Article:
“Normally, it would be expected that by November and even early December when the rain has subsided, palliative works would be done on these roads in preparation for festive travelers, but this is never done. We have to find a solution to this problem instead of accepting it as the norm.”

Alhaji Hakeem Bello, a transporter in the Ajah axis of Lagos ascribes blame for the continuous accident on Nigerian roads during festive periods on traffic enforcement officers. According to him, most of the supposed traffic officials are only interested in generating revenue for their agencies rather than the safety of lives.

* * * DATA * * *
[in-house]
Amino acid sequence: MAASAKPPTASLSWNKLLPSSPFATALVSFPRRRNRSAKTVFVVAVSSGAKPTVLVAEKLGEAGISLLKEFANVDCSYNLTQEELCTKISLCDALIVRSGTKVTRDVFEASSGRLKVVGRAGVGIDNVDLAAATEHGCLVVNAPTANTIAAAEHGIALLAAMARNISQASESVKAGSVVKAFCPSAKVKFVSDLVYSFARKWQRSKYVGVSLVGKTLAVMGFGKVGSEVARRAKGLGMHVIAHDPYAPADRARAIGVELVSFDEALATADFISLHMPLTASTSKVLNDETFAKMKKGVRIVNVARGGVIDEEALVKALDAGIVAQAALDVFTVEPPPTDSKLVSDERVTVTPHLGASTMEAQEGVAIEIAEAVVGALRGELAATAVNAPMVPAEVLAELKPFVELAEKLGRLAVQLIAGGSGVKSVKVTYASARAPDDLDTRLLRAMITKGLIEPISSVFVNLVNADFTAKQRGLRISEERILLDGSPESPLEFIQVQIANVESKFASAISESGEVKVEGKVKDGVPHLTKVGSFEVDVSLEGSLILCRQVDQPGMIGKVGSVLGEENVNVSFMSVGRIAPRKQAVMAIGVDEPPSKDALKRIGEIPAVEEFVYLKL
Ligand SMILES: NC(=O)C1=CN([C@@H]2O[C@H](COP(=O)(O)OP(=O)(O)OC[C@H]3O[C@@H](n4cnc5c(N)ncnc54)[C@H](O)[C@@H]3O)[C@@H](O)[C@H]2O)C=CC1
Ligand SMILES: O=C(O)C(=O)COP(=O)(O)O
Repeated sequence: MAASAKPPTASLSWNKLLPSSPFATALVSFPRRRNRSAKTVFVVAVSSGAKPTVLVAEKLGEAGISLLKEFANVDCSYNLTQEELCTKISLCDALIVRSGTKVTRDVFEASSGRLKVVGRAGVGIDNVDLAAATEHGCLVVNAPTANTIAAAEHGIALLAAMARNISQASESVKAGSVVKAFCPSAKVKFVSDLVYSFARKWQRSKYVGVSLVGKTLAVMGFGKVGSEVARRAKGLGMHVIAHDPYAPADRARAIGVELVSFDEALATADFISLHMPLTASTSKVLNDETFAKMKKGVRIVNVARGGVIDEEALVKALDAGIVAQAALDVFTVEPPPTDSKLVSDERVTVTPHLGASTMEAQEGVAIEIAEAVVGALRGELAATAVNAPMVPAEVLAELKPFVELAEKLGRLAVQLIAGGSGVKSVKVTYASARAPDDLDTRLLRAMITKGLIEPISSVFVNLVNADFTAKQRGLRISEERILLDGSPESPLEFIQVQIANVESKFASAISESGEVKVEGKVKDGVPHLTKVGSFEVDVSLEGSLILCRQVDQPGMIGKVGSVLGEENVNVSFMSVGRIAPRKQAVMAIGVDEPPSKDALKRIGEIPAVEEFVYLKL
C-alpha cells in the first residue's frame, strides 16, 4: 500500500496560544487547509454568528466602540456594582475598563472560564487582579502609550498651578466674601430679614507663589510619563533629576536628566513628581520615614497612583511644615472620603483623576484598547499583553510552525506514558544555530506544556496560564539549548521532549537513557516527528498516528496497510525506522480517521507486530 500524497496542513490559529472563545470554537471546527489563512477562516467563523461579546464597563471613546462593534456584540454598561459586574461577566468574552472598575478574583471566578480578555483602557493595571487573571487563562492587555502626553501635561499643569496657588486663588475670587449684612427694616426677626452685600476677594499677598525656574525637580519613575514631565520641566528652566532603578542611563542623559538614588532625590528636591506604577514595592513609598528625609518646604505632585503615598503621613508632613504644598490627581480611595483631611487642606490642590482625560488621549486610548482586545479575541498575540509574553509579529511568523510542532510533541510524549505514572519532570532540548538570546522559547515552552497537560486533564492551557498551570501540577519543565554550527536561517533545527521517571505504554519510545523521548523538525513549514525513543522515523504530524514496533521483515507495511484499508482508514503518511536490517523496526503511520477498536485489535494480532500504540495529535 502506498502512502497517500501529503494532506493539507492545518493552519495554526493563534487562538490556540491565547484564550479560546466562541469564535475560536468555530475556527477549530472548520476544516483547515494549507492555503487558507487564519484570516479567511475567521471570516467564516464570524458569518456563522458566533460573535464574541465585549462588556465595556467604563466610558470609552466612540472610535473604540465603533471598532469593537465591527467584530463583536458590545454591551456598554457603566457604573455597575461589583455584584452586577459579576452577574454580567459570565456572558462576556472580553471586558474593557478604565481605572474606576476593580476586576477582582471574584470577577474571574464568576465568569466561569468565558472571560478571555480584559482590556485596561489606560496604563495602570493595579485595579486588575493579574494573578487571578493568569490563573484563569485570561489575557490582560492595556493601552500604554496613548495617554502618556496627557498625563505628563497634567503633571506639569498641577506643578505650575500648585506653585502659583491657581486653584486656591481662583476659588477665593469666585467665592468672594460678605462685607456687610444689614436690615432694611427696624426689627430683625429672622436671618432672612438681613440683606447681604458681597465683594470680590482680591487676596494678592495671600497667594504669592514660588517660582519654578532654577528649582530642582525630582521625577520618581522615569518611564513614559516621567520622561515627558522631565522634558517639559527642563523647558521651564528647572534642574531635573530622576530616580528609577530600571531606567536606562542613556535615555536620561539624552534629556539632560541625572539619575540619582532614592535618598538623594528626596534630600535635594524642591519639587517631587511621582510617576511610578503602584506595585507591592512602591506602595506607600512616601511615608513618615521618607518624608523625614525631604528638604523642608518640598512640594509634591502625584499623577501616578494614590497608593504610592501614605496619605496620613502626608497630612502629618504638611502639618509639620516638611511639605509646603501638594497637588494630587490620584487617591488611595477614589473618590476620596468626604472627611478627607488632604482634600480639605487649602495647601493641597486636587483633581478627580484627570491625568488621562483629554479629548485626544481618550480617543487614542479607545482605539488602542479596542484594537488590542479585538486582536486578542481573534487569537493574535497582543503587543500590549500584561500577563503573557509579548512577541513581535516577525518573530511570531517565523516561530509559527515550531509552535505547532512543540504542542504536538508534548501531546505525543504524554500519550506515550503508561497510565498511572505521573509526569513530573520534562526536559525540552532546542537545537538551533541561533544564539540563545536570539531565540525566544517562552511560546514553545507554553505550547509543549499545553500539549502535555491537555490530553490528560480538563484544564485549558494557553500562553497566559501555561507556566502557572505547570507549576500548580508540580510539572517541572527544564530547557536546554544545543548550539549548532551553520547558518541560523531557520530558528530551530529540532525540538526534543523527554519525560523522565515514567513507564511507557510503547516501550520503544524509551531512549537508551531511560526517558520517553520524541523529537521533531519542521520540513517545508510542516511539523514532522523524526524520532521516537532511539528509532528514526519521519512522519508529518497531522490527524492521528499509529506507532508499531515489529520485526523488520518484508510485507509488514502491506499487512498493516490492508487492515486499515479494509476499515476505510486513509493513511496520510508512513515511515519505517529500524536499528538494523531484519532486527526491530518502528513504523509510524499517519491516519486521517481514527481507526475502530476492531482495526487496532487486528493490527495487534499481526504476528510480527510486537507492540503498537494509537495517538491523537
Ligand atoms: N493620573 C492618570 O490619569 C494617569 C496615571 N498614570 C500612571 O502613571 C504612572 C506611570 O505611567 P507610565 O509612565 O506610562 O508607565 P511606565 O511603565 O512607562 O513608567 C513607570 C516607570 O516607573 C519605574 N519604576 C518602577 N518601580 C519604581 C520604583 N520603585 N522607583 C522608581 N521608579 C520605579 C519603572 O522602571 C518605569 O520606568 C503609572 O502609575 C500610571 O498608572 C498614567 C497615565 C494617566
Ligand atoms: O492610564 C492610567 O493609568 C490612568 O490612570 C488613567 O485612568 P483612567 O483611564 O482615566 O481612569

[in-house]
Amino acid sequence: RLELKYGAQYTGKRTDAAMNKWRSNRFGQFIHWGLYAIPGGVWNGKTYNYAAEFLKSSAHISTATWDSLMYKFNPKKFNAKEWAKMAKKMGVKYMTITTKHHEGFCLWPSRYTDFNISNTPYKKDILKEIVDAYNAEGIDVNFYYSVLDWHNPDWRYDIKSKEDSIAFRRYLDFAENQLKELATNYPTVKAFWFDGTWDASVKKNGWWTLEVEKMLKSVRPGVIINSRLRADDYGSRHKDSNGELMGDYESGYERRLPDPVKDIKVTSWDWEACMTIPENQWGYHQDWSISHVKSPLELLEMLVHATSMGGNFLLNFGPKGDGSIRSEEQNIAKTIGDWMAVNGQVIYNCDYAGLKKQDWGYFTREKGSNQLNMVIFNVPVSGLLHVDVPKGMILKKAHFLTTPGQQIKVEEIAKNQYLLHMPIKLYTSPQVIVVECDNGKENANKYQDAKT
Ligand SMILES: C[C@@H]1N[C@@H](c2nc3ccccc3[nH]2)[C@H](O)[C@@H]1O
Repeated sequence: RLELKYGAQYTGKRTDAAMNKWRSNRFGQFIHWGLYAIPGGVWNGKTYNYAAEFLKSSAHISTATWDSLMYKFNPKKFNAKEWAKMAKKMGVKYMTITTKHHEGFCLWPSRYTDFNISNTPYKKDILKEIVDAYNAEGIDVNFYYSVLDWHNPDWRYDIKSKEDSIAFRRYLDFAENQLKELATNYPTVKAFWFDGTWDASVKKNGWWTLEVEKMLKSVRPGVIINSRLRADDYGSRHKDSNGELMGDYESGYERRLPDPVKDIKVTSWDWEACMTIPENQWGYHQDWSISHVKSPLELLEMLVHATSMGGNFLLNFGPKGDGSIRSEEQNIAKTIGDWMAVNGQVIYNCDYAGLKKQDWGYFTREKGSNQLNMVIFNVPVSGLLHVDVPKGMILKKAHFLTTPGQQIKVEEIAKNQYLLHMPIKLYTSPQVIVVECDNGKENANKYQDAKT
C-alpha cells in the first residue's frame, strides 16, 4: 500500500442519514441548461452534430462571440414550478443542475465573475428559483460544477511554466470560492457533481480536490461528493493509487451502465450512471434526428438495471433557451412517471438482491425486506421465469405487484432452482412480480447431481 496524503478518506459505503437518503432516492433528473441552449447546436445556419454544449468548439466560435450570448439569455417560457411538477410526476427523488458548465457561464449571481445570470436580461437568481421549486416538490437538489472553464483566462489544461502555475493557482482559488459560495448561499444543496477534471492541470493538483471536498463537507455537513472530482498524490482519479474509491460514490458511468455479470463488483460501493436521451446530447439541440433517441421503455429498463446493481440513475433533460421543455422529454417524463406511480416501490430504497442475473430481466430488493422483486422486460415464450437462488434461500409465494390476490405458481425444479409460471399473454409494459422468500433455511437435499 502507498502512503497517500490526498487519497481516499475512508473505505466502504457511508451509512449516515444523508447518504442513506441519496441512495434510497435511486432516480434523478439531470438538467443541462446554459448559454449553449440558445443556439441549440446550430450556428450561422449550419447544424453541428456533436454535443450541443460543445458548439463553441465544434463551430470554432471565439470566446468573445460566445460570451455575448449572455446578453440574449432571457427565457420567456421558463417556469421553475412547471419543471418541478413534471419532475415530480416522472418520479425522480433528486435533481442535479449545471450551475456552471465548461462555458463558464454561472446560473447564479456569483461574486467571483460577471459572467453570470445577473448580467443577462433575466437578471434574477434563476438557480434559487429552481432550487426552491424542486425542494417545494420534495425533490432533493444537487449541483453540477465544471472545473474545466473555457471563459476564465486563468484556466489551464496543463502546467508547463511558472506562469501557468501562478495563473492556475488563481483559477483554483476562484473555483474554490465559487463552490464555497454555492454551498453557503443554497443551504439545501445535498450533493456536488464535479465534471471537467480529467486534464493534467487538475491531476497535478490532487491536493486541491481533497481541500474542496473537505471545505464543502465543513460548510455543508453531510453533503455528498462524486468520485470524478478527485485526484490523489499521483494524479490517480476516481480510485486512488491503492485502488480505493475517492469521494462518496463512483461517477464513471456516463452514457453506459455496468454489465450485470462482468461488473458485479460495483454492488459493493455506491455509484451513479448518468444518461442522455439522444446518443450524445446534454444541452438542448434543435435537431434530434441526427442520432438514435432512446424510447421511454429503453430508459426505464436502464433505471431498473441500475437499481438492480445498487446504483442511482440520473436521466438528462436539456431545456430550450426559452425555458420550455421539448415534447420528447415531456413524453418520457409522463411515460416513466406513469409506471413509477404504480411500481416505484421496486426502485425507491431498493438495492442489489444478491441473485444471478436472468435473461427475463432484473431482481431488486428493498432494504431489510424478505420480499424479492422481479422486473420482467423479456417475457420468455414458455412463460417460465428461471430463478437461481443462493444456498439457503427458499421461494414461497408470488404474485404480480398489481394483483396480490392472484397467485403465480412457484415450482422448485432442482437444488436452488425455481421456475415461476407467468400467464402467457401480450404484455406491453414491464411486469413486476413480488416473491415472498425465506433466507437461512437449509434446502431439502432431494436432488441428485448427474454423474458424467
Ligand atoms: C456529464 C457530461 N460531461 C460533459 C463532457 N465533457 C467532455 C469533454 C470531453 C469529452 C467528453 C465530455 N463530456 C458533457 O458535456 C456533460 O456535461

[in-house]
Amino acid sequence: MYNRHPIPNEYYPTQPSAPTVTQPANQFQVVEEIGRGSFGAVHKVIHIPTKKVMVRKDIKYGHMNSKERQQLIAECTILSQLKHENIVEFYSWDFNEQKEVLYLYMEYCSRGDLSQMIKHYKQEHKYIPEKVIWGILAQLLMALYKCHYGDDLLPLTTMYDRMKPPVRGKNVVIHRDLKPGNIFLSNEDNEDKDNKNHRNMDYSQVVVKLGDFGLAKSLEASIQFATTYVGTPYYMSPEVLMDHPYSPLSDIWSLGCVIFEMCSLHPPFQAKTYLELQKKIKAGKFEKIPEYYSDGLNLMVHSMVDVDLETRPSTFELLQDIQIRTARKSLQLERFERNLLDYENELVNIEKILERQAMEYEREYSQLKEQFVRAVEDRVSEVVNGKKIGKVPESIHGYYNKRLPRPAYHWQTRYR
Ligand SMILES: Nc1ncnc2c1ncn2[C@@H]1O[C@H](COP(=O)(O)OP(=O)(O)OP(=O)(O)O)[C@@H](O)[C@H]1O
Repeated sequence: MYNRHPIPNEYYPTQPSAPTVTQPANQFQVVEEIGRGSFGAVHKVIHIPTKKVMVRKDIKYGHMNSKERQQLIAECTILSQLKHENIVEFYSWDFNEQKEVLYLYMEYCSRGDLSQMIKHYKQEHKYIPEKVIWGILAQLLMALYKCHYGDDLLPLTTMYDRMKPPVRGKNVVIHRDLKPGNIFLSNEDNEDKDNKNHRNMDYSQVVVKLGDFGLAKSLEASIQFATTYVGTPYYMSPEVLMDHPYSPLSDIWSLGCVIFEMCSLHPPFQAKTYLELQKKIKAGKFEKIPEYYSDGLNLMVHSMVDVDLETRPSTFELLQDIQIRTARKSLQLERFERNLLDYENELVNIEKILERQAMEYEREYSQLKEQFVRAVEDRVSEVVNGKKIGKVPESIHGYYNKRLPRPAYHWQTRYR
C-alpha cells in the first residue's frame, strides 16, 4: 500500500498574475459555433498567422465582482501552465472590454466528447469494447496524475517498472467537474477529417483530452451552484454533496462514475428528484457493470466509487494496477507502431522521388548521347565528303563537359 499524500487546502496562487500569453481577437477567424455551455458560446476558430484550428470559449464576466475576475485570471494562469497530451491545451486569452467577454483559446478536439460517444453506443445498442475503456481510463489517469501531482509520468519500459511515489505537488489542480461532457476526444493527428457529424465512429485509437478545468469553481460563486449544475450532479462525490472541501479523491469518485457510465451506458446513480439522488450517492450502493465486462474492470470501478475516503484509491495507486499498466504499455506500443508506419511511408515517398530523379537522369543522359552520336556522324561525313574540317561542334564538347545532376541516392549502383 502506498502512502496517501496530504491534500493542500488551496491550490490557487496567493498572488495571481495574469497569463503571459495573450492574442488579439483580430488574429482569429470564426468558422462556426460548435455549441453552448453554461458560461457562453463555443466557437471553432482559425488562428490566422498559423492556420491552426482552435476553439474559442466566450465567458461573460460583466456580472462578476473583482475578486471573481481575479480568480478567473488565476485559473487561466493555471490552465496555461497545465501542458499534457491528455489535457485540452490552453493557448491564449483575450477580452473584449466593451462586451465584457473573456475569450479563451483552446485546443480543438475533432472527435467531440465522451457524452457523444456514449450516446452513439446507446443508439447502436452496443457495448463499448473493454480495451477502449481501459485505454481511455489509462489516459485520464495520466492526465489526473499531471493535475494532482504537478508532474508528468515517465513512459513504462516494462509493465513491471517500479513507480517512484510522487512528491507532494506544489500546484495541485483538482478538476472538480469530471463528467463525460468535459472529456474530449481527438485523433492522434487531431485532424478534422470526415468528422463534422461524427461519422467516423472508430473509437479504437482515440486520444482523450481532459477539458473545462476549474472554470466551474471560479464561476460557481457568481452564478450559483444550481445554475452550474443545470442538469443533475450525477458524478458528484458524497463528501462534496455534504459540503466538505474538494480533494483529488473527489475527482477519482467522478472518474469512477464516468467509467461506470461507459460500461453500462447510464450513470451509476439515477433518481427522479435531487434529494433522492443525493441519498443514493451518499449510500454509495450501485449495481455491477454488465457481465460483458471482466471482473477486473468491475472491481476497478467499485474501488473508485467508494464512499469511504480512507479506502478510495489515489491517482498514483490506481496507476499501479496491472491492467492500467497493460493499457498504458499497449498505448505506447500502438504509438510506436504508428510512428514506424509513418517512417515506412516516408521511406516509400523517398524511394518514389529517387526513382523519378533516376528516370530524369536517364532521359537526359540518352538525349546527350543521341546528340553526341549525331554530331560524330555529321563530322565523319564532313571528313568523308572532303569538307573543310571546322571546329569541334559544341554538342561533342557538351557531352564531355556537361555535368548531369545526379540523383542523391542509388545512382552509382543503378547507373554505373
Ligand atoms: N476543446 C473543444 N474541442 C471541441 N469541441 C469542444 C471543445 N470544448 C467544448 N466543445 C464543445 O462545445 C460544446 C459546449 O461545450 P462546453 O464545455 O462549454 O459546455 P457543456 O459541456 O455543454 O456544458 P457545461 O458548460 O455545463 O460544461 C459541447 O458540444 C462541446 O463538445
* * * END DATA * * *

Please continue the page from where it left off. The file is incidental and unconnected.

“Are the Vehicle Inspection Officers (VIO) not susceptible to corruption? The Road Safety hardly does anything good. All they do is harass people. You are putting penal issues ahead of restoration. If somebody drives wrongly, you ask him to go and pay a fine, you are not talking about training or enlightening him so that he doesn’t commit the same offence again. He has to know why he should not commit that offence, it is not all about fear, in Lagos State, fear is the tool for enforcement. The government both federal and states are looking for revenue and when a driver drives wrongly, they fine him, they make him pay penalty but they don’t train him. That way, he gets to commit the offence again, and probably kills somebody the next time he gets stopped because he would attempt to escape by all means available to him. If the government wants to generate revenue, it should not be at the expense of its people. The government pays lip service to complains, and always say that they are working to better the situation, but nothing gets done. Look at the men of the Lagos State Traffic Management Authority (LASTMA), were they not better during the past administration? They victimised Lagosians and when we cried out, the then governor came to the rescue, the men of LASTMA still did their job. They are back to their old style now, and we have been complaining, but nothing has been done about their highhandedness. They said the new law was not punitive, but it has turned out to be so. You can get arrested for staying too long at a bus stop, where is that done?”